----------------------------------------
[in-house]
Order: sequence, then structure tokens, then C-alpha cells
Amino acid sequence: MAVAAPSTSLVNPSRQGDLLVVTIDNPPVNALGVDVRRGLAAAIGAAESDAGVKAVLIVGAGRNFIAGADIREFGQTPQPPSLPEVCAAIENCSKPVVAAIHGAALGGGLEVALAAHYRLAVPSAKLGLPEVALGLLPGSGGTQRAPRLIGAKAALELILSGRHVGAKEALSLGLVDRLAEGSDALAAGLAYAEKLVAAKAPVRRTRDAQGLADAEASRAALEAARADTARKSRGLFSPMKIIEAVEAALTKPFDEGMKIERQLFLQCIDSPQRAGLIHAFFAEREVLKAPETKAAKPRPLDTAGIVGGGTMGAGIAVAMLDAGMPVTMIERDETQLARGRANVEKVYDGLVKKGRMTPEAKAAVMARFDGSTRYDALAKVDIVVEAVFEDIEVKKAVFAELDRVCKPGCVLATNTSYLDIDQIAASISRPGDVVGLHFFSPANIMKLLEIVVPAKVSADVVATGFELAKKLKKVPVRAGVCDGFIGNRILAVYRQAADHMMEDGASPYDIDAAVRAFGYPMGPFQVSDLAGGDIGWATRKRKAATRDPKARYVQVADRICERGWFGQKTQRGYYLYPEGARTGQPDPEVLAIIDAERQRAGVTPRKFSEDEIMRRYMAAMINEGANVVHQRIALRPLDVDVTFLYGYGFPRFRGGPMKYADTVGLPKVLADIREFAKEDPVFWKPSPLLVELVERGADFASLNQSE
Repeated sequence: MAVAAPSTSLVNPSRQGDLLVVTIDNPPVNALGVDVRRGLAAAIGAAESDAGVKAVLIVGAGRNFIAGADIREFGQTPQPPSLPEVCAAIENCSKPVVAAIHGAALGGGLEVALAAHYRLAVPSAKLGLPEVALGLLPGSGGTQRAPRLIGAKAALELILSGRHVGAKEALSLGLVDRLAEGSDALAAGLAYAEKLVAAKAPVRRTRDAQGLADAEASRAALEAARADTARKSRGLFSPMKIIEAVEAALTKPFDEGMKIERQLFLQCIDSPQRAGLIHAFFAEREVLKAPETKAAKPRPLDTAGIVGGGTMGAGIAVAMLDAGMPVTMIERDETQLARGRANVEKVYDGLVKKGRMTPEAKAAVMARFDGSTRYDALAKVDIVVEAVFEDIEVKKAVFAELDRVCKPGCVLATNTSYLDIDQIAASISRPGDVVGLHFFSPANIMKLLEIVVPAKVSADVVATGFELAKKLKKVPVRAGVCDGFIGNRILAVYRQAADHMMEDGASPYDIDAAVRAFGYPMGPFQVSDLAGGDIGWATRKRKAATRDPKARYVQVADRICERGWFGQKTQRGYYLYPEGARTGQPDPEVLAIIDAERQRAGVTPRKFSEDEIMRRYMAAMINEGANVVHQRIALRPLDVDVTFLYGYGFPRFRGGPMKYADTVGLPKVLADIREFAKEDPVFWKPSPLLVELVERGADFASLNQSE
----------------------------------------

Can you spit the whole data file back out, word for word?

[in-house]
Order: sequence, then structure tokens, then C-alpha cells
Amino acid sequence: MAVAAPSTSLVNPSRQGDLLVVTIDNPPVNALGVDVRRGLAAAIGAAESDAGVKAVLIVGAGRNFIAGADIREFGQTPQPPSLPEVCAAIENCSKPVVAAIHGAALGGGLEVALAAHYRLAVPSAKLGLPEVALGLLPGSGGTQRAPRLIGAKAALELILSGRHVGAKEALSLGLVDRLAEGSDALAAGLAYAEKLVAAKAPVRRTRDAQGLADAEASRAALEAARADTARKSRGLFSPMKIIEAVEAALTKPFDEGMKIERQLFLQCIDSPQRAGLIHAFFAEREVLKAPETKAAKPRPLDTAGIVGGGTMGAGIAVAMLDAGMPVTMIERDETQLARGRANVEKVYDGLVKKGRMTPEAKAAVMARFDGSTRYDALAKVDIVVEAVFEDIEVKKAVFAELDRVCKPGCVLATNTSYLDIDQIAASISRPGDVVGLHFFSPANIMKLLEIVVPAKVSADVVATGFELAKKLKKVPVRAGVCDGFIGNRILAVYRQAADHMMEDGASPYDIDAAVRAFGYPMGPFQVSDLAGGDIGWATRKRKAATRDPKARYVQVADRICERGWFGQKTQRGYYLYPEGARTGQPDPEVLAIIDAERQRAGVTPRKFSEDEIMRRYMAAMINEGANVVHQRIALRPLDVDVTFLYGYGFPRFRGGPMKYADTVGLPKVLADIREFAKEDPVFWKPSPLLVELVERGADFASLNQSE
Repeated sequence: MAVAAPSTSLVNPSRQGDLLVVTIDNPPVNALGVDVRRGLAAAIGAAESDAGVKAVLIVGAGRNFIAGADIREFGQTPQPPSLPEVCAAIENCSKPVVAAIHGAALGGGLEVALAAHYRLAVPSAKLGLPEVALGLLPGSGGTQRAPRLIGAKAALELILSGRHVGAKEALSLGLVDRLAEGSDALAAGLAYAEKLVAAKAPVRRTRDAQGLADAEASRAALEAARADTARKSRGLFSPMKIIEAVEAALTKPFDEGMKIERQLFLQCIDSPQRAGLIHAFFAEREVLKAPETKAAKPRPLDTAGIVGGGTMGAGIAVAMLDAGMPVTMIERDETQLARGRANVEKVYDGLVKKGRMTPEAKAAVMARFDGSTRYDALAKVDIVVEAVFEDIEVKKAVFAELDRVCKPGCVLATNTSYLDIDQIAASISRPGDVVGLHFFSPANIMKLLEIVVPAKVSADVVATGFELAKKLKKVPVRAGVCDGFIGNRILAVYRQAADHMMEDGASPYDIDAAVRAFGYPMGPFQVSDLAGGDIGWATRKRKAATRDPKARYVQVADRICERGWFGQKTQRGYYLYPEGARTGQPDPEVLAIIDAERQRAGVTPRKFSEDEIMRRYMAAMINEGANVVHQRIALRPLDVDVTFLYGYGFPRFRGGPMKYADTVGLPKVLADIREFAKEDPVFWKPSPLLVELVERGADFASLNQSE